vengeance

noun
ven·​geance | \ ˈven-jən(t)s How to pronounce vengeance (audio) \

Definition of vengeance

: punishment inflicted in retaliation for an injury or offense : retribution
with a vengeance
1 : with great force or vehemence undertook reform with a vengeance
2 : to an extreme or excessive degree the tourists are back—with a vengeance

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Examples of vengeance in a Sentence

He thought briefly of the long-dead woman bound to this stone in 1654 and burnt alive as a witch. And for what? An over-sharp tongue, delusions, mental eccentricity, to satisfy a private vengeance, the need for a scapegoat in times of sickness or the failure of a harvest, or perhaps as a sacrifice to propitiate a malignant unnamed god? — P. D. James, The Private Patient, 2008 Unlike the type of cannibalism much of the world had come to know—among desperate explorers, marooned sailors, and victims of famine—the Cinta Larga's consumption of human flesh was born not out of necessity but out of vengeance and an adherence to tribal traditions and ceremony. — Candice Millard, The River of Doubt, 2005 As it turns out, police crackdowns in the 1990's did not so much destroy Los Angeles street gangs as temporarily displace them to Central America. Soon they returned with a vengeance; gang-related homicide rose 50 percent between 1999 and 2002. — Richard Brookhiser, New York Times Book Review, 9 Jan. 2005 He is trying to do in his corner of Texas what death-penalty opponents say is impossible: enforce capital punishment flawlessly, ensuring that the innocent never spend a day on death row and the guilty are sent there only after trials free of bias and vengeance. — John Cloud, Time, 14 July 2003 A holy war may be launched to root out terrorism, but its form must be a punitive crusade, an angry god's vengeance exacted upon sinners, since no proper war can exist when there is no recognition of the other's list of grievances, no awareness of the relentless dynamic binding the powerful and powerless. — John Edgar Wideman, Harper's, March 2002 The fire was set as an act of vengeance. Angry protesters wanted to inflict vengeance on the killer.
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Recent Examples on the Web

Vassall doubts vengeance for an infidelity was a motive. Lynette Rice, EW.com, "The tragic, unsolved murder of Hogan's Heroes star Bob Crane," 26 Aug. 2019 The witches of ’90s films such as Practical Magic and The Craft deploy vengeance spells against their male abusers. Pam Grossman, The Atlantic, "The Wizard of Oz Invented the ‘Good Witch’," 25 Aug. 2019 The busts offer tales of danger and vengeance, and there’s nothing the internet loves more than schadenfreude. Hanna Kozlowska, Quartz, "There’s a global movement of Facebook vigilantes who hunt pedophiles," 24 July 2019 When he’s kidnapped by an off-duty LAPD officer, Vic (Bautista), who is on a vengeance mission and conscripts Stu into the torture and murder of civilians. Katie Walsh, Twin Cities, "Billed an action comedy, ‘Stuber’ is more like a cinematic car wreck," 11 July 2019 There’s no vengeance, no final celestial reckoning, no kingdom of the absolute. Mark Mahaney, Smithsonian, "Danny Thompson’s Blazing Nitromethane-Fueled Pursuit of Racing Glory," 10 July 2019 Today's cheap money bubble has arrived with full vengeance on the heels of $20 trillion in global central bank intervention through quantitative easing and a historic collapse in bond yields, which has forced money into equities. Sven Henrich For Cnn Business Perspectives, CNN, "Central bank rate cuts are inflating a cheap money bubble," 12 Aug. 2019 This is a profound and difficult film, an attempt to grapple with the existence and mindless perpetuation of evil, and to suggest both the fleeting satisfaction and the eternal futility of vengeance. Los Angeles Times, "‘The Babadook’ director Jennifer Kent tackles violence, misogyny and racism in ‘The Nightingale’," 12 Aug. 2019 But Jupiter’s jealous wife, Juno, soon arrives to take vengeance on the pair. Pam Kragen, San Diego Union-Tribune, "Review: Voices sublime in Opera NEO’s modern world of ‘La Calisto’," 10 Aug. 2019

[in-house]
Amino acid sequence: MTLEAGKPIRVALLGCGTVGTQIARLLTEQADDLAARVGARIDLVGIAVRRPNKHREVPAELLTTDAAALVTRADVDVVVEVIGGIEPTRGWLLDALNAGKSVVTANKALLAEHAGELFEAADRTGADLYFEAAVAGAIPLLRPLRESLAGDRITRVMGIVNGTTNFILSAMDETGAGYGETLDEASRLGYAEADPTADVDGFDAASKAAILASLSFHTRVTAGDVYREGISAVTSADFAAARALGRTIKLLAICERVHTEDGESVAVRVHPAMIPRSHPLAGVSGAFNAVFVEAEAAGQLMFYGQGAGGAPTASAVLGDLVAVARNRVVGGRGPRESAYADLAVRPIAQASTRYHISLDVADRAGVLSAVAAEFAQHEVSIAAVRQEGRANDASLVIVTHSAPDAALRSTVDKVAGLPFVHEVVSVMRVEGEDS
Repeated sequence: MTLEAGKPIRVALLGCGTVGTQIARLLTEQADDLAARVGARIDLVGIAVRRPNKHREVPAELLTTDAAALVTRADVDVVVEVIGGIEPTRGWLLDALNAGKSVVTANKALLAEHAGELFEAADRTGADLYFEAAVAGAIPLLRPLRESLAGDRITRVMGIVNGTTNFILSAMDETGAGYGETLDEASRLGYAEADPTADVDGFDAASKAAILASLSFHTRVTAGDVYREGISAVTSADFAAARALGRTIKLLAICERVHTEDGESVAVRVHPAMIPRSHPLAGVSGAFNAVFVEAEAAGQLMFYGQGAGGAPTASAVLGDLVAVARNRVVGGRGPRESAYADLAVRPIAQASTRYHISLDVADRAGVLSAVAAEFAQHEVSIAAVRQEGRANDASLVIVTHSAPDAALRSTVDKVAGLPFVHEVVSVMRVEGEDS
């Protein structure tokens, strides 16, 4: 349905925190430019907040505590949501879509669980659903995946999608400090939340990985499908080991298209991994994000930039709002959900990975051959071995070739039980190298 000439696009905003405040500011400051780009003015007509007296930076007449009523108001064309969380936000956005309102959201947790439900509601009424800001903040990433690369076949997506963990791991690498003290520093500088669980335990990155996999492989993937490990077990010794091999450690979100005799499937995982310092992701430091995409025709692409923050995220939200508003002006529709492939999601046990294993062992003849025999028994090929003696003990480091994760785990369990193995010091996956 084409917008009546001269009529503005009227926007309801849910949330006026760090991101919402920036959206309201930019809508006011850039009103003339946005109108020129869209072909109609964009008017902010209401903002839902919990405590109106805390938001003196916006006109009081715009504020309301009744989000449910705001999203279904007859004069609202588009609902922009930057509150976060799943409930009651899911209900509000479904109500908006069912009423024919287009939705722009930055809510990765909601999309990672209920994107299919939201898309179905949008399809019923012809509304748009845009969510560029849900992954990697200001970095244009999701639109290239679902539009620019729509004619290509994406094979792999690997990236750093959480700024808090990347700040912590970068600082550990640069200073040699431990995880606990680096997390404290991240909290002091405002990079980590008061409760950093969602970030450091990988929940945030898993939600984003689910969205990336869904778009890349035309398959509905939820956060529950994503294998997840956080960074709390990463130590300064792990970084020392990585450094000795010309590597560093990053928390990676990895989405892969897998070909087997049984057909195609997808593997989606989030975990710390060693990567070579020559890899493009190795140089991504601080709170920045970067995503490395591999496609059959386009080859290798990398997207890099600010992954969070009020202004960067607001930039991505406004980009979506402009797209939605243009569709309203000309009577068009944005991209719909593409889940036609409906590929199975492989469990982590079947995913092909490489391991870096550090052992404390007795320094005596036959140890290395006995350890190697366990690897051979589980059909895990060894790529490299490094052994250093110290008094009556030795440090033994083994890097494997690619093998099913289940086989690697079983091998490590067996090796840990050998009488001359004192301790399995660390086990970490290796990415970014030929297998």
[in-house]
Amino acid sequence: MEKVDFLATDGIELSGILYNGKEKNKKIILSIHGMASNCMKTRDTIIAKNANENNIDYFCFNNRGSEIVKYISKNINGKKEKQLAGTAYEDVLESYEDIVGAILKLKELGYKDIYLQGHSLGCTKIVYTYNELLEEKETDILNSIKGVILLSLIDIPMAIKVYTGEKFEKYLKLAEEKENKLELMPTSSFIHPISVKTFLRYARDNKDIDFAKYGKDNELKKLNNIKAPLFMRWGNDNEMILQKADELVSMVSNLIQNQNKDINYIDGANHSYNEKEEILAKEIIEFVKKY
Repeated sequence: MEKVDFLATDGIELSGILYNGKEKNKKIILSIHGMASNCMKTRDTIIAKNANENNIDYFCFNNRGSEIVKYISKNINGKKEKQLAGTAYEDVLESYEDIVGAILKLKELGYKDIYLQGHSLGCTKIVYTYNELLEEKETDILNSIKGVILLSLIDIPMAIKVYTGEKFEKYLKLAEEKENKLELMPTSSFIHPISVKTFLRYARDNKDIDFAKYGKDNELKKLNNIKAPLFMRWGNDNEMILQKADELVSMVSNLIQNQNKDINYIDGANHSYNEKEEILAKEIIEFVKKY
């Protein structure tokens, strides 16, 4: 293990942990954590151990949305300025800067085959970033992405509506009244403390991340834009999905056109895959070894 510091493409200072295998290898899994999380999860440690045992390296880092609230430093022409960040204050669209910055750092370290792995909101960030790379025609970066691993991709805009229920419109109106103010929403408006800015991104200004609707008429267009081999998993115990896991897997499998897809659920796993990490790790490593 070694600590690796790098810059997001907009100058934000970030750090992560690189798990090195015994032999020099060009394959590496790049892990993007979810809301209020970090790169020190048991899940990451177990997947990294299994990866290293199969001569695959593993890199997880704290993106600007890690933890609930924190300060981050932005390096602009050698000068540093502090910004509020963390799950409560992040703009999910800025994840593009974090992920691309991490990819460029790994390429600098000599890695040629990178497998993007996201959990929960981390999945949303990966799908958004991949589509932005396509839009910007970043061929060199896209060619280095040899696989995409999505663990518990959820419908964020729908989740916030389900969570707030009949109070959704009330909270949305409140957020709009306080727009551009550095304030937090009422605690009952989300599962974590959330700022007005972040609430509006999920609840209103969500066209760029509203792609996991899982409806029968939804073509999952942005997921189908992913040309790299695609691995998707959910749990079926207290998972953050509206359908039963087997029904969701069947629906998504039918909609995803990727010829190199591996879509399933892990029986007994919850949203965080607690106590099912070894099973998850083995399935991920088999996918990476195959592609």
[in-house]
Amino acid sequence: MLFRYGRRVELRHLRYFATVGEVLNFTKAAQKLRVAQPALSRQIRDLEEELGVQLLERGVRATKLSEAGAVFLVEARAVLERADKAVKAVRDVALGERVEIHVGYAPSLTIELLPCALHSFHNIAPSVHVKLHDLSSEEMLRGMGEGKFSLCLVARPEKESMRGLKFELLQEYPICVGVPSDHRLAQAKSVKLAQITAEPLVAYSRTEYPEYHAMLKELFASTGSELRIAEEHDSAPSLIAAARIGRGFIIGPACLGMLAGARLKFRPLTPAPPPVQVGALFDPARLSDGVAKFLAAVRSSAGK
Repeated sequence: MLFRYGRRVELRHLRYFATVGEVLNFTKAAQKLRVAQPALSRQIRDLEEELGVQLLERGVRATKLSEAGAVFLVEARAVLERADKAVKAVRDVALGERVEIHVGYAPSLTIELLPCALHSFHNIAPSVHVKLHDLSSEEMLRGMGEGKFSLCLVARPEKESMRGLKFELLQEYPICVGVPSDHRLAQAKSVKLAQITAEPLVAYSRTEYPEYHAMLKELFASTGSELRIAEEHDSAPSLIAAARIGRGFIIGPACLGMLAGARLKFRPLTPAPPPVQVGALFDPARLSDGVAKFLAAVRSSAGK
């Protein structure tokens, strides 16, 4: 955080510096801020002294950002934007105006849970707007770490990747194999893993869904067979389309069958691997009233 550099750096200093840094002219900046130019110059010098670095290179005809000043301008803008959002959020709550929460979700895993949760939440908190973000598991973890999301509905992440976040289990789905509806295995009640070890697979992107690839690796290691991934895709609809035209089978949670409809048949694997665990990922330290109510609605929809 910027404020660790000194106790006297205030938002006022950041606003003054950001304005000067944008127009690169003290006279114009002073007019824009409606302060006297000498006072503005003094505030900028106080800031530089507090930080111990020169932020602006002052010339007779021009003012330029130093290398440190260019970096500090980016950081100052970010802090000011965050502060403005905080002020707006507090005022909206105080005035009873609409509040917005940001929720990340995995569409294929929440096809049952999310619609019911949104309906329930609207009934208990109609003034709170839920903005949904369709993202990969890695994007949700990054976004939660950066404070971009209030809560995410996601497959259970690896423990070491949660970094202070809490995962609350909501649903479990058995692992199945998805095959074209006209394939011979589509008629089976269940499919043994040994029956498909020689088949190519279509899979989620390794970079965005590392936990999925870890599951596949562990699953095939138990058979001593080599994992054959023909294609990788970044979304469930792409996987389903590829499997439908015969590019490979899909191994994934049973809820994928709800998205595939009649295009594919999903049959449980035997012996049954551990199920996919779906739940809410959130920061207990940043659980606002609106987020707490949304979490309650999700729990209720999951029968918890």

These example sentences are selected automatically from various online news sources to reflect current usage of the word 'vengeance.' Views expressed in the examples do not represent the opinion of Merriam-Webster or its editors. Send us feedback.

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First Known Use of vengeance

14th century, in the meaning defined at sense 1

History and Etymology for vengeance

Middle English vengeaunce, borrowed from Anglo-French, from venger "to exact satisfaction for" (going back to Latin vindicāre "to lay claim to, exact retribution for") + -aunce -ance — more at vindicate

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Dictionary Entries near vengeance

Venezuela, Gulf of

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vengeable

vengeance

vengeant

vengeful

venger

Statistics for vengeance

Last Updated

3 Sep 2019

Look-up Popularity

Time Traveler for vengeance

The first known use of vengeance was in the 14th century

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More Definitions for vengeance

vengeance

noun

English Language Learners Definition of vengeance

: the act of doing something to hurt someone because that person did something that hurt you or someone else

vengeance

noun
ven·​geance | \ ˈven-jəns How to pronounce vengeance (audio) \

Kids Definition of vengeance

: harm done to someone usually as punishment in return for an injury or offense
with a vengeance
1 : with great force or effect
2 : to an extreme or excessive degree

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Comments on vengeance

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